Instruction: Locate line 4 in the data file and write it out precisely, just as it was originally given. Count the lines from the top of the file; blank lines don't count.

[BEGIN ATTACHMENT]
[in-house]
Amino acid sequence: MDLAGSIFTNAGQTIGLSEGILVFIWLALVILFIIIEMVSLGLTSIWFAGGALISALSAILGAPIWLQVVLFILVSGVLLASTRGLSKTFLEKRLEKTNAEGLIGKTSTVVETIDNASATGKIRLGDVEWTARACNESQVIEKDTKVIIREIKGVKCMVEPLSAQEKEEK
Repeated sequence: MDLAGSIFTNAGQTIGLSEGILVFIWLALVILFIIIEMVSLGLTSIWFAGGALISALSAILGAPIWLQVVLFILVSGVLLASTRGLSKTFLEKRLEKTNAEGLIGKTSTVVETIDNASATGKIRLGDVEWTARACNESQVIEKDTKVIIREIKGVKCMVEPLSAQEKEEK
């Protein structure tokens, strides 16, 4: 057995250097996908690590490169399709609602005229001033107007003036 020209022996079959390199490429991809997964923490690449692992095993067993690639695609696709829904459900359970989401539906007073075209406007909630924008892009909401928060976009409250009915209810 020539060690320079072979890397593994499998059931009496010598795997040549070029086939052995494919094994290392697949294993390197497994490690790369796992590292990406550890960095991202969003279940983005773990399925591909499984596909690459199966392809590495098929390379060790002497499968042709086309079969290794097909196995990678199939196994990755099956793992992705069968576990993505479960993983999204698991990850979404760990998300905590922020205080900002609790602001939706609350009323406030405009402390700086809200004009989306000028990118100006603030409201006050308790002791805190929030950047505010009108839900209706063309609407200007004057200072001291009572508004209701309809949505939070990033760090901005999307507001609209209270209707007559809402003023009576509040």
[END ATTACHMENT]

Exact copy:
């Protein structure tokens, strides 16, 4: 057995250097996908690590490169399709609602005229001033107007003036 020209022996079959390199490429991809997964923490690449692992095993067993690639695609696709829904459900359970989401539906007073075209406007909630924008892009909401928060976009409250009915209810 020539060690320079072979890397593994499998059931009496010598795997040549070029086939052995494919094994290392697949294993390197497994490690790369796992590292990406550890960095991202969003279940983005773990399925591909499984596909690459199966392809590495098929390379060790002497499968042709086309079969290794097909196995990678199939196994990755099956793992992705069968576990993505479960993983999204698991990850979404760990998300905590922020205080900002609790602001939706609350009323406030405009402390700086809200004009989306000028990118100006603030409201006050308790002791805190929030950047505010009108839900209706063309609407200007004057200072001291009572508004209701309809949505939070990033760090901005999307507001609209209270209707007559809402003023009576509040």